## Earthquake Machine 1—Defining an Earthquake

In this activity, students work collaboratively in small groups to investigate the earthquake cycle using a mechanical model. Students' attention is captured through several short video clips illustrating the awe-inspiring power of ground shaking resulting from earthquakes. To make students' prior knowledge explicit and activate their thinking about the topic of earthquakes, each student develops a definition for an earthquake. Next, small groups of students combine their individual definitions through a collaborative process to create a consensus definition for an earthquake. Using an open-inquiry approach, students then investigate the Earthquake Machine model and compare their group's definition of an earthquake to the behavior of the model. Through this inquiry process students are asked to map the construct of an earthquake to the elements of the mechanical model. A whole-class discussion explores how the model is both like and unlike the actual phenomena of an earthquake and also emphasizes the flow of energy through the the system.

#### Objectives:

Students will be able to:

• Summarize the earthquake process in a short paragraph
• Use the Earthquake Machine model to demonstrate the causes of earthquakes, noting the flow of energy through the system
• Illustrate the role of models in the process of science in a short description

Total Time: 50min
Level: Novice

33MB
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## Related Fact-Sheets

Many people associate earthquakes with destruction caused by falling buildings or by the creation of a tsunami. While earthquakes may be associated with destruction in the time frame of human activity, in the evolution of the Earth they signal the geological forces that build our mountains and create our oceans. This fact sheet provides an introduction to the causes of earthquakes.

Fact-Sheet Novice

## Related Animations

Animation of the single-block "Earthquake Machine", a mechanical model of the earthquake process using a wood block, sandpaper, and rubber bands. This model shows how "Forces, Faults, and Friction" interact as elastic energy is slowly stored when the rubber back stretches and then is rapidly released as the block jerks during an "earthquake".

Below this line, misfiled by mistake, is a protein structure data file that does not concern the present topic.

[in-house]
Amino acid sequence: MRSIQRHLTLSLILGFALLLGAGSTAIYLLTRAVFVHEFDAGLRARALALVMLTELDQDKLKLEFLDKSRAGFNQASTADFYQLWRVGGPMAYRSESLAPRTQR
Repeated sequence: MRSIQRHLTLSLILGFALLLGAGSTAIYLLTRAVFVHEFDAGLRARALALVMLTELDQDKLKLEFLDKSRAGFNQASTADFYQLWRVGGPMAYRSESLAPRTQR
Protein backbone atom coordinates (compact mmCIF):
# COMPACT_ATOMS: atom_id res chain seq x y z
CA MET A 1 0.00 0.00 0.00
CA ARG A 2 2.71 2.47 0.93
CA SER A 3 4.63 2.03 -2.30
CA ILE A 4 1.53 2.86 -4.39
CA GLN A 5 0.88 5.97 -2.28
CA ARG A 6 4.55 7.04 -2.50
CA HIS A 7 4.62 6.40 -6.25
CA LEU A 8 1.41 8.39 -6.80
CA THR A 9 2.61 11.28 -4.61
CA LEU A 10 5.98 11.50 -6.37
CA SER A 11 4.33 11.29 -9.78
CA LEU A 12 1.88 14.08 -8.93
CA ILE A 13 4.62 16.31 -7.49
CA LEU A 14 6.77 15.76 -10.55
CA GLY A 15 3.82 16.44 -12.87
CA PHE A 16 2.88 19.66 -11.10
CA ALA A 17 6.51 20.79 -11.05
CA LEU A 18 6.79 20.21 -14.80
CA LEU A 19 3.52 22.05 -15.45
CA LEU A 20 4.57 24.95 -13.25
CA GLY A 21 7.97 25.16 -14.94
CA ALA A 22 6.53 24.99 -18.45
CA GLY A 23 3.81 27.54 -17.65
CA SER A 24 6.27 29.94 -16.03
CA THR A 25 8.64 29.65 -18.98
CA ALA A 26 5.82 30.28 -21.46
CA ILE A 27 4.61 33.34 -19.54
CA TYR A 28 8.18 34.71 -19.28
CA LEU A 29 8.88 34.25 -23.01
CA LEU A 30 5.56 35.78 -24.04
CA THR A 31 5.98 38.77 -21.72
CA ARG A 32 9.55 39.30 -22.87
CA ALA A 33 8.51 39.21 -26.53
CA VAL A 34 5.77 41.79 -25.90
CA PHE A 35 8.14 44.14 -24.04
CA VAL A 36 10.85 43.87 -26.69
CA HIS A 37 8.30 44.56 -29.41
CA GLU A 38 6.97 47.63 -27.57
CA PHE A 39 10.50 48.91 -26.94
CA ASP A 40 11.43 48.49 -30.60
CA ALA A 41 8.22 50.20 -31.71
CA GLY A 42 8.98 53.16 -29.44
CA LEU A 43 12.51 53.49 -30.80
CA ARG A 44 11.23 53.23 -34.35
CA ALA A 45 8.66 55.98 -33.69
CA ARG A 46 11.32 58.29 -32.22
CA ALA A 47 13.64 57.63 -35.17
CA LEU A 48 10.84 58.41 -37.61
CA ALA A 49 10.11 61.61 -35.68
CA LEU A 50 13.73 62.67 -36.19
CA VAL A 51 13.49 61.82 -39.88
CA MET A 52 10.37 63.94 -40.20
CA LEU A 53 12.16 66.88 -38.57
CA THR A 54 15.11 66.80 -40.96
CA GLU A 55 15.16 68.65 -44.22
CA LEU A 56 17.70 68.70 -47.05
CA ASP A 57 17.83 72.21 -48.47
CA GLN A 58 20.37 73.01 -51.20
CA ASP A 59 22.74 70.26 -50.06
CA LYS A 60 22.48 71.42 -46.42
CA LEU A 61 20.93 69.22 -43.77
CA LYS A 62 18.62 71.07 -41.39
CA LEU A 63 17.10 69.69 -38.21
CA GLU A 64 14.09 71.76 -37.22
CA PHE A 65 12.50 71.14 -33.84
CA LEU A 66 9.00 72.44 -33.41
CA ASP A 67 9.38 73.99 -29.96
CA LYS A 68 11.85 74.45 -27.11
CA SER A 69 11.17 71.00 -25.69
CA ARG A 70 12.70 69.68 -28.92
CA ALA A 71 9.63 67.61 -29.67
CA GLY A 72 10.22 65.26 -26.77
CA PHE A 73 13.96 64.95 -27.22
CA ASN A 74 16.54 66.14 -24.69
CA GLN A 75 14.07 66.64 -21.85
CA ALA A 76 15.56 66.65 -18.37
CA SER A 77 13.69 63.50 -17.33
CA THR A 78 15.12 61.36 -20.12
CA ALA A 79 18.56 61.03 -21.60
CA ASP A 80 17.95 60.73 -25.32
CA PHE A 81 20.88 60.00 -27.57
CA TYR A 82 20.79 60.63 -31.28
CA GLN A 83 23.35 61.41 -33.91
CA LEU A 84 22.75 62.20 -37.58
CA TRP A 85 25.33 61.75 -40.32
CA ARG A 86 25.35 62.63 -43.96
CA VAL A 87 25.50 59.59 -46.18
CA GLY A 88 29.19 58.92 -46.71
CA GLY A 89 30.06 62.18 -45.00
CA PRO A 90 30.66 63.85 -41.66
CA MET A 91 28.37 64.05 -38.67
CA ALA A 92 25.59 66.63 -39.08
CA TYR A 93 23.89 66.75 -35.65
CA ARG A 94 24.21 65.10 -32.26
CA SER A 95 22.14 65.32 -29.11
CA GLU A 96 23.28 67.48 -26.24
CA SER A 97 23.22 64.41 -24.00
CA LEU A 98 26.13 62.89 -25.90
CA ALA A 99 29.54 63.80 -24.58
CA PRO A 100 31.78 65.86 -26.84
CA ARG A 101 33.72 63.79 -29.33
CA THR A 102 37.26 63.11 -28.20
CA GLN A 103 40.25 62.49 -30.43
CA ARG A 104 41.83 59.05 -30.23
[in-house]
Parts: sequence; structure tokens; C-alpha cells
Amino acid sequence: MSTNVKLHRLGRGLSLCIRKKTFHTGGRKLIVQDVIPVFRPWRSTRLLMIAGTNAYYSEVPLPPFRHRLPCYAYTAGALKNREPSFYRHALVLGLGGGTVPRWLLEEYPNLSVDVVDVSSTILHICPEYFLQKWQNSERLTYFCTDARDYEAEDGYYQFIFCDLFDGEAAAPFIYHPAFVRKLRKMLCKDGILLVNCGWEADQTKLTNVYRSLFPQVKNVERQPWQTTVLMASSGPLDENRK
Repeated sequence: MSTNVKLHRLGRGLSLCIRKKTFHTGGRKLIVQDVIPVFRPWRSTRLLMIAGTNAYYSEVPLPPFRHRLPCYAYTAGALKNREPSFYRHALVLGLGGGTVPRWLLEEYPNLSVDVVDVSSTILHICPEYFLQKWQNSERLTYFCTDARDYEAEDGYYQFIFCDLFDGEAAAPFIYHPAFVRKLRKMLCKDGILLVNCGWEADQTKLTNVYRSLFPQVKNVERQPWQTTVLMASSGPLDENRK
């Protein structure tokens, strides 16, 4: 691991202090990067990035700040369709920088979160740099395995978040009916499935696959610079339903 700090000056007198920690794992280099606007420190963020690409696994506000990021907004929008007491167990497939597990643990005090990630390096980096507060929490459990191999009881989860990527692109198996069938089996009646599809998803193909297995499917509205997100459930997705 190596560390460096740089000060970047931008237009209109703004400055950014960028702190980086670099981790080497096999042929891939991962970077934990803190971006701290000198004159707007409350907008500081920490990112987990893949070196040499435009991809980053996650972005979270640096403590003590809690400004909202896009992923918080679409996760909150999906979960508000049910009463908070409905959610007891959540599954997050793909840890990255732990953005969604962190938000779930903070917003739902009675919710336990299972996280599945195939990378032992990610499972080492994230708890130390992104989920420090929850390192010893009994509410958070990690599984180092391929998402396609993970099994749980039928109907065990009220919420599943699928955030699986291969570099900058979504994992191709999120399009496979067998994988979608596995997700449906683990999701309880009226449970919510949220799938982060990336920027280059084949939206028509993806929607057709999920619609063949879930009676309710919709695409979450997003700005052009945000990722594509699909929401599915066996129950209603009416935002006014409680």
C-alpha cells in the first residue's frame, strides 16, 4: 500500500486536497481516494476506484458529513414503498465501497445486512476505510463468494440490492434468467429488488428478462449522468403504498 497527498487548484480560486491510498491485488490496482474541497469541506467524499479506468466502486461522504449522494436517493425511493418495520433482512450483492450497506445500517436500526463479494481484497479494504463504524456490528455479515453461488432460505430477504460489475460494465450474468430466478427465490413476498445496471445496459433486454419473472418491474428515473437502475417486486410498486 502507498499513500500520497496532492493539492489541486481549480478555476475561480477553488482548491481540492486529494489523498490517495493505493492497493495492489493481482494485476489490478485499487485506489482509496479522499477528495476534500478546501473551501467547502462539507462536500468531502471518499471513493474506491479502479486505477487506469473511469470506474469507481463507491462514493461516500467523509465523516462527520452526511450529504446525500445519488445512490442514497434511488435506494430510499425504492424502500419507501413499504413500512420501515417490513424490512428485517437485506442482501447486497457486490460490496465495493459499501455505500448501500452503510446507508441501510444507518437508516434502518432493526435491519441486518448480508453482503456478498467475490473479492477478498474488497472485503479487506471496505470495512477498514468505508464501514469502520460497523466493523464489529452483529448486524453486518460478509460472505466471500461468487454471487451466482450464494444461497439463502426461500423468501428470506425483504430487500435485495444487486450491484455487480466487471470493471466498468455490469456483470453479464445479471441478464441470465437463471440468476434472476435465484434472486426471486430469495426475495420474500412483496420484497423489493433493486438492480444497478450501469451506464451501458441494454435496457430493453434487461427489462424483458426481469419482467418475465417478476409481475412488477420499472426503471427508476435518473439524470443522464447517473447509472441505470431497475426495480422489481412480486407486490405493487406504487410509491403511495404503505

Animation Novice

Animation shows the buildup of stress along the margin of two stuck plates that are trying to slide past one another. Stress and strain increase along the contact until the friction is overcome and rock breaks.

Animation Novice

Oblique view of a highly generalized animation of a subduction zone where an oceanic plate is subducting beneath a continental plate. (See sketch below for parts.) This scenario can happen repeatedly on a 100-500 year cycle. The process which produces a mega-thrust earthquake would generate a tsunami, not depicted here.

Animation Novice

## Related Videos

Video lecture about elastic rebound and brittle material in the crust using a yardstick as a mechanical analog. This demonstrates elasticity, brittle fracture, and why it is difficult to predict earthquakes.

Video Novice

This video shows how to build the "Earthquake Machine", a physical model that represents the “earthquake cycle”, the slow accumulation of elastic energy in rocks on or adjacent to a fault followed by rapid release of elastic energy during an earthquake.

Video Novice

## Related Lessons

In this activity students use a mechanical fault model to collect empirical data, develop logical arguments about earthquake re-occurrence, and skeptically review other groups arguments.

Lesson Novice

## Related Posters

This poster outlines the lessons learned from the 1906 San Francisco earthquake and discusses 100 years of large earthquakes, including the Sumatra earthquake that caused a devastating tsunami.